Summary (Masterplots, Definitive Revised Edition)
In the year 1917, the Russians were nearly beaten, and the Germans contented themselves with consolidating their hold on Russian territory from Riga south through Poland. With the end of the bitter fighting, a camaraderie grew up between the German soldiers and their Russian prisoners. Even so, Sergeant Grischa Iljitsch Paprotkin was determined to escape. His work was not difficult, and his cheerful strength had made him foreman of the labor gang and a general favorite with his German captors. Grischa, however, thinking of his wife and son far to the east, made his plans as he loaded lumber into freight cars on the railroad siding. He made a tunnel in the car, a wooden tunnel about the size of a coffin. That night, he succeeded in concealing himself in his hideout. Before daybreak, the train pulled out of the station. Grischa did not know it, but his train went far to the south. After four days, the train came to a stop. With his stolen pliers, Grischa opened the door and walked cautiously away from the railroad tracks. Guided only by his small compass, he set his path toward the east.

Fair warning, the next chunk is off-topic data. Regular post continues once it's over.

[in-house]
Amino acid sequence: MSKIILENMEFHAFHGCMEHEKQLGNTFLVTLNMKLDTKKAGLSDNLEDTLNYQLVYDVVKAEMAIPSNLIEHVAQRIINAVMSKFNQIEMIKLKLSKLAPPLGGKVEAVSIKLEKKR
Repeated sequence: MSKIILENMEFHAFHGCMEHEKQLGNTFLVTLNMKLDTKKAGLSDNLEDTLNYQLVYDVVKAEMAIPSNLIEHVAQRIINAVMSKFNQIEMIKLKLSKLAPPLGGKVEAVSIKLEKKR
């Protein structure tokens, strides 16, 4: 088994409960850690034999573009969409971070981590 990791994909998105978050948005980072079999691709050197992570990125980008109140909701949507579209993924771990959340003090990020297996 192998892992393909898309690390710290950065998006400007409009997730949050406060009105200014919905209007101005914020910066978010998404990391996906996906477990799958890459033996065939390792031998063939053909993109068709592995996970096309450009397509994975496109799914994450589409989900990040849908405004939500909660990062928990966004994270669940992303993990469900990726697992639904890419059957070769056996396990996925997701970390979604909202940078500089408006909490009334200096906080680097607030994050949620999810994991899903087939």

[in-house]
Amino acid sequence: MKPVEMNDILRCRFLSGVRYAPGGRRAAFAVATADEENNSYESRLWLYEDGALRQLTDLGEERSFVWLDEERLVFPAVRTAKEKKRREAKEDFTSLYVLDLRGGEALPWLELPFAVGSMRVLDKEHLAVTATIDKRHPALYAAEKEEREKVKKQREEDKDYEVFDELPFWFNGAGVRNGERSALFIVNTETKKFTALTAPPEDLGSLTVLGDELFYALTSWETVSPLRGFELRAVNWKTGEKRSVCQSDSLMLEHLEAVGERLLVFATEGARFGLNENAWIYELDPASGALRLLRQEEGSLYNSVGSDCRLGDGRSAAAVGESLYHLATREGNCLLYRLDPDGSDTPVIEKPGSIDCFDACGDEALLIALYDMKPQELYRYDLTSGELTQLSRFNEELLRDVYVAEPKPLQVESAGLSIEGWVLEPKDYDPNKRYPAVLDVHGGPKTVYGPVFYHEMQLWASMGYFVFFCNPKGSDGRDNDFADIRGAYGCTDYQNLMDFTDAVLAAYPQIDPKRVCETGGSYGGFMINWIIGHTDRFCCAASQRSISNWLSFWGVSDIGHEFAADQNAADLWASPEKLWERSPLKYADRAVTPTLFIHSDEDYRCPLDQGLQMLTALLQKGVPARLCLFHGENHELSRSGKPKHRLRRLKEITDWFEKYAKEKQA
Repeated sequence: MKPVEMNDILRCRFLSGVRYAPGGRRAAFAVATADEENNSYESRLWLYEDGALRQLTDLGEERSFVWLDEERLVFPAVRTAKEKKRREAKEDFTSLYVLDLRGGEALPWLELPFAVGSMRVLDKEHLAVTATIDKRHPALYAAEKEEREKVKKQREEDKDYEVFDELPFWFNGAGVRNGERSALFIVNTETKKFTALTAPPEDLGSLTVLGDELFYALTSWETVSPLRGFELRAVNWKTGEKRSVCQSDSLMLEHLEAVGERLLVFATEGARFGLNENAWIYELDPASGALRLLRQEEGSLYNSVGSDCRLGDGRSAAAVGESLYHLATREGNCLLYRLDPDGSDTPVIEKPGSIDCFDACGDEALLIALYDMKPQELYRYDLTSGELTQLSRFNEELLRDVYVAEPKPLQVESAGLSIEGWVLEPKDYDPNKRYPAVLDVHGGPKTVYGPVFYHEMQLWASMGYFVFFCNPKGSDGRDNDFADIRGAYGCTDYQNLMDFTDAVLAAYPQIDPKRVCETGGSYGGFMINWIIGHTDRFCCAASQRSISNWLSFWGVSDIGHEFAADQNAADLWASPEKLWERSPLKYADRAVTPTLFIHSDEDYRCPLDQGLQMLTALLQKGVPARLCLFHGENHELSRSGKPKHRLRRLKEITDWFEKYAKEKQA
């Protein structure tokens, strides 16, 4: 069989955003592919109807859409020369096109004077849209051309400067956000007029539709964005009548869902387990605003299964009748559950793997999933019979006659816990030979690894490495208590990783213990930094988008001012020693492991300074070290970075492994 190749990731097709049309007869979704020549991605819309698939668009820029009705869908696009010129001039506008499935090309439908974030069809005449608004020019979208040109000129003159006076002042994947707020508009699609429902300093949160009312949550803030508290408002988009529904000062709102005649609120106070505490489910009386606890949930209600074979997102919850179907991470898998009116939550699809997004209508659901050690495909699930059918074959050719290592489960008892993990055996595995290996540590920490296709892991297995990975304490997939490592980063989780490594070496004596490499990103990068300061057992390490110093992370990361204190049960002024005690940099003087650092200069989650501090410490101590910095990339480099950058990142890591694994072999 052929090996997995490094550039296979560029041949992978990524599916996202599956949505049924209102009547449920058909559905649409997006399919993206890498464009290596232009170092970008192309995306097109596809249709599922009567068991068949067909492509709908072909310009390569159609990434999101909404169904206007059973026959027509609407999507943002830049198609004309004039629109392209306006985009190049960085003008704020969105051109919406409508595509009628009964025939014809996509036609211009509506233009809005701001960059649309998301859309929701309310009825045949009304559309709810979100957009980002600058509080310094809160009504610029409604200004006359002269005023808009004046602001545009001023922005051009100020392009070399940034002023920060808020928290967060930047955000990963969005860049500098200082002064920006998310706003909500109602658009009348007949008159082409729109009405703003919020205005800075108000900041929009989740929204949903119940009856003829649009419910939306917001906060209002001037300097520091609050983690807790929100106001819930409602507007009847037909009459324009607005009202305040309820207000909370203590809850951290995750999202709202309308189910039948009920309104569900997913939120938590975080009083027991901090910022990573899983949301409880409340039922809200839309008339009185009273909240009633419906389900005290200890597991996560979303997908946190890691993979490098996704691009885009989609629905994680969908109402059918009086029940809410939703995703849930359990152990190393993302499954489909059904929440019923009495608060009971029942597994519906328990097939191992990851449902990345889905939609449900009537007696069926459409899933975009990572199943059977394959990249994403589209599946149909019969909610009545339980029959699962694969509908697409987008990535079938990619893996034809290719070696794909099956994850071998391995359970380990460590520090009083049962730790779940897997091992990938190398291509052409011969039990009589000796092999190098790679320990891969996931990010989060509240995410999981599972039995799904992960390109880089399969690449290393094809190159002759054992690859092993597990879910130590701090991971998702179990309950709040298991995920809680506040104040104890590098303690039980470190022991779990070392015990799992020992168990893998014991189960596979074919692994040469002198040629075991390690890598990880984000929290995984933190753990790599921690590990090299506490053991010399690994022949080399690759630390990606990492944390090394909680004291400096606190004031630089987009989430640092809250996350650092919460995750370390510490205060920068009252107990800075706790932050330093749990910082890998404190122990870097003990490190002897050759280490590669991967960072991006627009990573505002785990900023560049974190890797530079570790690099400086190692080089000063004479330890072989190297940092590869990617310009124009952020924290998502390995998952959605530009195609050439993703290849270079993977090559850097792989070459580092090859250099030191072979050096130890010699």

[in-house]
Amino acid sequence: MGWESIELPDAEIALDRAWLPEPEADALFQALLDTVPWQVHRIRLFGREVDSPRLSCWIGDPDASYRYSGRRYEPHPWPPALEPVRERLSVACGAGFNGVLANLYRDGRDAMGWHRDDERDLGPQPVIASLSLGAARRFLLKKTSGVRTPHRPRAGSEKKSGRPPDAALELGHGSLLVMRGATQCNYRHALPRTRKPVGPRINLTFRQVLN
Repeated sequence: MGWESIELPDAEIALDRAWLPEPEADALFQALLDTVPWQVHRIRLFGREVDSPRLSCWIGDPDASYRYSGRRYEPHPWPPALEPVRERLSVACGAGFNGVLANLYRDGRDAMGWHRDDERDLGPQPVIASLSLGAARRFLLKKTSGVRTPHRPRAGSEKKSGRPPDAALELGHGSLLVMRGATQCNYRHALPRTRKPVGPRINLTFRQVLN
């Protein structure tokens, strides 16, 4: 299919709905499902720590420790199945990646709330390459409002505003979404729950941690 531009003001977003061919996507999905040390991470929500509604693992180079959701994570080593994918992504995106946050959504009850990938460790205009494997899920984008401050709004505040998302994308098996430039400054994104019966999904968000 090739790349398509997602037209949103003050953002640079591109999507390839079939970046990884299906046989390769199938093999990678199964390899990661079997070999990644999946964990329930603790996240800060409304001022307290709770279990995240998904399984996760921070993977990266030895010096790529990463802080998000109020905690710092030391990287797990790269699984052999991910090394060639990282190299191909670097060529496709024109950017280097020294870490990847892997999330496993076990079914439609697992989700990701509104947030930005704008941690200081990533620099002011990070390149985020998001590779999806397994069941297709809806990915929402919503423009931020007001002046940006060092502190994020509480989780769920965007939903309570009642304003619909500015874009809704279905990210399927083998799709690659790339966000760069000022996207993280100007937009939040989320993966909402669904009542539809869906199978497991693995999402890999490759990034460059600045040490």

The thick underbrush made traveling difficult. Somewhere along the route Grischa picked up an old umbrella. By binding several ribs together with a string and using a long thong, he had a serviceable bow. Another rib made an arrow. With patient waiting, he could shoot rabbits in the snow, and he seldom went hungry. One day he came to the blasted area of a battlefield, where...
(The entire section is 1193 words.)
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